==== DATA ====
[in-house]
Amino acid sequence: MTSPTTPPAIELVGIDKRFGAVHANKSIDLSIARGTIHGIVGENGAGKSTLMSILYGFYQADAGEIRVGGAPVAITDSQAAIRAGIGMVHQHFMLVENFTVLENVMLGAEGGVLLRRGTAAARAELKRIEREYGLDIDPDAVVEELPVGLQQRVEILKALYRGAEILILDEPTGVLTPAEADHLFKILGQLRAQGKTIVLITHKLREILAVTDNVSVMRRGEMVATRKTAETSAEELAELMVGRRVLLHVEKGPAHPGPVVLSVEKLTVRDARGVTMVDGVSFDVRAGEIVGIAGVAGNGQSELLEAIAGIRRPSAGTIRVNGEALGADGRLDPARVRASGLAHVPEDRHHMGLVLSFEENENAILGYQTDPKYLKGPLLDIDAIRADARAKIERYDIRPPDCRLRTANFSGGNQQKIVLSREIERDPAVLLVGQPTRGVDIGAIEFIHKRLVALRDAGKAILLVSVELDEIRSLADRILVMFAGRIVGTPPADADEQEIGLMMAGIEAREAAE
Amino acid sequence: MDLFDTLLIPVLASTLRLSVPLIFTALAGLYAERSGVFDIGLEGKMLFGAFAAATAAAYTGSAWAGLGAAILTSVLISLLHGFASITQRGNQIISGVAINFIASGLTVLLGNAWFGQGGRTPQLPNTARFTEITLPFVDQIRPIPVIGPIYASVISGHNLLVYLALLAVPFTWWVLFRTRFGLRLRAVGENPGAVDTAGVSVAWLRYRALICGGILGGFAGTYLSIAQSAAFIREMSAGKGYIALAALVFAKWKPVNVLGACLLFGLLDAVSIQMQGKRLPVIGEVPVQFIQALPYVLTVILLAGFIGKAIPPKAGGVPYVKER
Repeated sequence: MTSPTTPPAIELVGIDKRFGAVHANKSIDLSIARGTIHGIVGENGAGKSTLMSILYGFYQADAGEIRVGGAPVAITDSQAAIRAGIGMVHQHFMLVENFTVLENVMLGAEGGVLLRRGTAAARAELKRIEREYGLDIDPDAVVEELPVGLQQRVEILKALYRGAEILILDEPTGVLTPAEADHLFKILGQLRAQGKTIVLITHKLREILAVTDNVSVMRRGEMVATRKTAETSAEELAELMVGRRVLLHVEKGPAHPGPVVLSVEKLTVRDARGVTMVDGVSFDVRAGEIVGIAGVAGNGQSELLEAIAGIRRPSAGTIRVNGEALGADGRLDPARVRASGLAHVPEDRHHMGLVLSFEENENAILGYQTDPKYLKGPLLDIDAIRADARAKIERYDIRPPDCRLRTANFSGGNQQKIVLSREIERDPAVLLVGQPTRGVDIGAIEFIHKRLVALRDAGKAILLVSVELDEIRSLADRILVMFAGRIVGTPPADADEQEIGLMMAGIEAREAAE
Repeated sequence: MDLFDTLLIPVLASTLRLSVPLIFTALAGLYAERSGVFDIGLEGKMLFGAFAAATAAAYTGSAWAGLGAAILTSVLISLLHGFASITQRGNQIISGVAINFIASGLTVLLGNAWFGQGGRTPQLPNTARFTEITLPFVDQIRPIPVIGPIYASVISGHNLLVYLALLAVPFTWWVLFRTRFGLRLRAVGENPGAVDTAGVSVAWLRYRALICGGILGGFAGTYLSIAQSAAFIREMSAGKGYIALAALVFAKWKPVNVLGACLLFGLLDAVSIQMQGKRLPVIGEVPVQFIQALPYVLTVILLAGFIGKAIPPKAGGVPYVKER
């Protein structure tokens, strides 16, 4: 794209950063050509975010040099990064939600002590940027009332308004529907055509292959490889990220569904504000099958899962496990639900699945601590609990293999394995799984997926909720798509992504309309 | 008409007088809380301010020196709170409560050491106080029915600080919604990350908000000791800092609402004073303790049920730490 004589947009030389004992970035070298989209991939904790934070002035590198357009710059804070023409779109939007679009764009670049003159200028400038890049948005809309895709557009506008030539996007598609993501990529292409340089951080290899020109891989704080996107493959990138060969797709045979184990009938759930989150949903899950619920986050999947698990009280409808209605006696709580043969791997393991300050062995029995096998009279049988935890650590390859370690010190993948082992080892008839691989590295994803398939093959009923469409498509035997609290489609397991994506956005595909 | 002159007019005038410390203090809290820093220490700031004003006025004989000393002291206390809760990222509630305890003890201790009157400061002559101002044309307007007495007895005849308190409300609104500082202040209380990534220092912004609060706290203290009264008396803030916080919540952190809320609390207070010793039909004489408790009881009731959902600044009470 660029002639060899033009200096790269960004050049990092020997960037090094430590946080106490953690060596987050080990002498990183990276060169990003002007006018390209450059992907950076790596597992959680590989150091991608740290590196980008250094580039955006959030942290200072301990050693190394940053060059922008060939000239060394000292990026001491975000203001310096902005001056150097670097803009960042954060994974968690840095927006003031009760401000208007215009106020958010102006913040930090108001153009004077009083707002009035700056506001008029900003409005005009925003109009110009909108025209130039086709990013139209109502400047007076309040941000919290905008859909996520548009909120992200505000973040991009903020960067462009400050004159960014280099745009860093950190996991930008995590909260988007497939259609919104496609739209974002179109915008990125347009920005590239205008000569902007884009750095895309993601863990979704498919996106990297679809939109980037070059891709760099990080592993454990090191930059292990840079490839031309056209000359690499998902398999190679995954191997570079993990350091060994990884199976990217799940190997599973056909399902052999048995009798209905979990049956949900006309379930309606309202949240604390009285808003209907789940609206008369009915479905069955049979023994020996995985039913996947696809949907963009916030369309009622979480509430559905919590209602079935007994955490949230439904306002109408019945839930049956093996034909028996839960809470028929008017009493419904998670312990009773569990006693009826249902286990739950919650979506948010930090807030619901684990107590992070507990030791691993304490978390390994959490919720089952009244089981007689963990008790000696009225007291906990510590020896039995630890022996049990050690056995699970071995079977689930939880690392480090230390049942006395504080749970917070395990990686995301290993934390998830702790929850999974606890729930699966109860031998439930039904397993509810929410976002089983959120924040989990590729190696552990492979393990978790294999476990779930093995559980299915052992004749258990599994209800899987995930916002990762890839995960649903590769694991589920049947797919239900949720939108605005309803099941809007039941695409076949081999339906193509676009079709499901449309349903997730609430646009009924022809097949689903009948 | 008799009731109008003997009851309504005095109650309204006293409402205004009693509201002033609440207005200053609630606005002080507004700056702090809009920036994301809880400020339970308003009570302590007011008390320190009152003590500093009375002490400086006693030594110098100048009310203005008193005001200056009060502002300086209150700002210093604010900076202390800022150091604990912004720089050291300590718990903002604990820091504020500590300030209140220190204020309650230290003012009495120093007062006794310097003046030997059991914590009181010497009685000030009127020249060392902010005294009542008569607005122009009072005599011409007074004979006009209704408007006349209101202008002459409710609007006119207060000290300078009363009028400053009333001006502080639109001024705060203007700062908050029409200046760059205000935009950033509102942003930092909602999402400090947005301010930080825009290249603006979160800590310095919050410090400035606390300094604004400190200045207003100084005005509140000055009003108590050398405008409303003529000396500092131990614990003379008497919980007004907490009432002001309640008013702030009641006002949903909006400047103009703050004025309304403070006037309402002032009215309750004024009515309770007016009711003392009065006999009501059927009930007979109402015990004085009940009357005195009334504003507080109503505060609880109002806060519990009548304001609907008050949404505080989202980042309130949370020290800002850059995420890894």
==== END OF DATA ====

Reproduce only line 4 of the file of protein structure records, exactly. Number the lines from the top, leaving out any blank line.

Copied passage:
Repeated sequence: MTSPTTPPAIELVGIDKRFGAVHANKSIDLSIARGTIHGIVGENGAGKSTLMSILYGFYQADAGEIRVGGAPVAITDSQAAIRAGIGMVHQHFMLVENFTVLENVMLGAEGGVLLRRGTAAARAELKRIEREYGLDIDPDAVVEELPVGLQQRVEILKALYRGAEILILDEPTGVLTPAEADHLFKILGQLRAQGKTIVLITHKLREILAVTDNVSVMRRGEMVATRKTAETSAEELAELMVGRRVLLHVEKGPAHPGPVVLSVEKLTVRDARGVTMVDGVSFDVRAGEIVGIAGVAGNGQSELLEAIAGIRRPSAGTIRVNGEALGADGRLDPARVRASGLAHVPEDRHHMGLVLSFEENENAILGYQTDPKYLKGPLLDIDAIRADARAKIERYDIRPPDCRLRTANFSGGNQQKIVLSREIERDPAVLLVGQPTRGVDIGAIEFIHKRLVALRDAGKAILLVSVELDEIRSLADRILVMFAGRIVGTPPADADEQEIGLMMAGIEAREAAE